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  The Return of the Consumer 

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Since 2007, household consumption in Spain has decreased by 48 billion euros. The majority of families have lost at least 25 percent of their purchasing power. In a quarter of the cases, this loss is as high as 75 percent of purchasing power.

The middle class in Spain has been hit the hardest by the economic crisis and inequality has become more acute.

Although consumption is expected to recover, increasing by 53 billion euros between 2014 and 2017, both the government and the private sector need to do their part to assure this recovery, warns IESE Prof. J.L. Nueno in his book El regreso del consumidor [literally, The Return of the Consumer].

Nueno writes that post-crisis consumers do not have pre-2007 attitudes; they are more cautious and have new purchasing options -- a situation that is here to stay.

As a result, companies need to adapt to mobile devices, combine online and offline strategies, and offer exclusive products, discounts, speed and proximity of service. They also need to learn to leverage the advantages of social media in new ways.

Speakers at IESE's first Industry Meeting on E-Commerce comment on retail trends

The Three R's of Recovery
The tepid improvement in consumption that began in the fall of 2013 revolves around three main concepts:

1. Repositioning: During the recession, consumers were able to do without many products or substituted them for more affordable alternatives. In addition, certain frequent-use products were reserved for occasional use only.

Repositioning gains will be central in the modest recovery over the next few months. Some emerging opportunities identified by the author will require a new retail ecosystem as well as revived consumer turnout.

2. Renewal: Consumers went into the crisis well equipped with state-of-the-art furniture and appliances. They have used these intensively over the last several years, and therefore, renewing their household goods will be a priority.

Spending on renewal will be well-thought-out and tending towards common-use goods for homes -- items like sofas, beds, mattresses and office furniture for working from home.

3. Relevance: Though "reward purchases" are back, they are not frivolous buys but rather goods with relevance. Tablets, smartphones, flat screens or certain audio-visual equipment are some examples.

What is different now is that buyers deliberate over their decision more than before. Accordingly, brands need to be sure they are effectively addressing real needs and aspirations.

Winners and Losers
Nueno warns that companies are entering this period of recovery, perhaps less burdened, but still weakened after a long period of declining sales, during which their prices and margins were eroded.

Retail has been most affected. For example, a third of multi-brand stores have disappeared in the textile sector in Spain. The same happened in furniture and appliances.

The main retail channels in danger of extinction are small, independent stores located on secondary streets, malls anchored by hypermarkets in city outskirts, mail-order catalogs and vending machines. Hypermarkets and medium-sized specialized retailers also face an uncertain future.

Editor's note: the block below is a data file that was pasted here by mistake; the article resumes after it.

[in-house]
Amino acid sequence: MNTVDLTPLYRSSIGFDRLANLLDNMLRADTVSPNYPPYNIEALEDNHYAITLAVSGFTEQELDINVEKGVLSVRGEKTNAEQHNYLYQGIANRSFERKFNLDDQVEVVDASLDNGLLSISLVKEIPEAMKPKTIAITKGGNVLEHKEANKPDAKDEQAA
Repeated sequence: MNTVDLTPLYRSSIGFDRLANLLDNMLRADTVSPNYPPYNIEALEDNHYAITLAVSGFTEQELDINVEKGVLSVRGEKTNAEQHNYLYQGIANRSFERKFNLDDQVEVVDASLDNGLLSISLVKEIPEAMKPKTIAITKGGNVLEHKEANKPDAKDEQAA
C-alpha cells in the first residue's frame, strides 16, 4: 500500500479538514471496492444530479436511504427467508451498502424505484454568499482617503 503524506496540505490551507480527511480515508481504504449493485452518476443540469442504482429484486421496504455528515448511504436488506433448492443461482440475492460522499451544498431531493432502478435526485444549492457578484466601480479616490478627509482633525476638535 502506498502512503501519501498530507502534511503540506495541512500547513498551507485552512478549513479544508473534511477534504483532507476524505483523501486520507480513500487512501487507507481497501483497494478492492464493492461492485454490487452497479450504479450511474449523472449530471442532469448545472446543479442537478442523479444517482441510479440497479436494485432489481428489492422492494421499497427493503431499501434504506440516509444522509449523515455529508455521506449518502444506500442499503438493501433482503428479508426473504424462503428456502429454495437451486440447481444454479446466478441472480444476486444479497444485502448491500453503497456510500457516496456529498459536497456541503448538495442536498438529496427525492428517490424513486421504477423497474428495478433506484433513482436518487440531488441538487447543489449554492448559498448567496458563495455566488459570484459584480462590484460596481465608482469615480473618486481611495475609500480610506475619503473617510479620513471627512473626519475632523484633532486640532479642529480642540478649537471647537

Generally, there is a shift away from sales channels that require a large investment in real estate and have little digital presence.

Proximity, discounts and store hours are some of the key characteristics that will help supermarkets, small convenience stores and other physical stores survive. Meanwhile, outlets, flagship stores, click-and-collect stores, pop-up stores and "shoppable windows" are holding their own.

New sales strategies should integrate online, mobile and social channels. However, they should not abandon physical stores, which remain cornerstones of the sector. At the same time, e-commerce is expected to grow by 105 percent by 2016 and will become the most relevant channel for certain categories like travel.

See also "The Decline of Main Street, the Rise of Multichannel Retail"

Sector by Sector
Durable goods -- such as appliances, electronics and furniture -- will enjoy modest comebacks related to repositioning and renewal, Nueno writes.

The automotive sector is also showing signs of improvement in Spain, thanks in part to government financial incentives -- such as the PIVE plan, which encourages people to trade in their older cars for newer, more environmentally friendly models.

Meanwhile, the consumer goods sector is trapped in a vicious cycle.

In food and beverage as well as in personal hygiene, the cost of product promotions is hindering investment in communication, pressuring margins or both. As a result, spending on innovation is limited and consumer apathy is perpetuated. On the other hand, the consumer goods sector remained relatively resilient during the recession, so its recovery is expected to be more modest.

In the hospitality industry (including hotels, restaurants and catering), companies are adapting to a new reality, in which a third of employed people have replaced eating out for a bag lunch from home.

The Role of Taxation in Consumption Levels
The author notes that consumers' discretionary spending is largely controlled by their required spending on taxes, utilities, public services and interest payments on outstanding loans and mortgages.

For this reason, governments should take into account that growing financial pressure seriously impacts consumption. They need to accept, just as companies have done, that consumers have changed.

A more empathetic approach to taxation could be the most effective recourse to encourage spending, according to Nueno.
This article is based on:  El regreso del consumidor
Publisher:  AECOC
Year:  2014
Language:  Spanish
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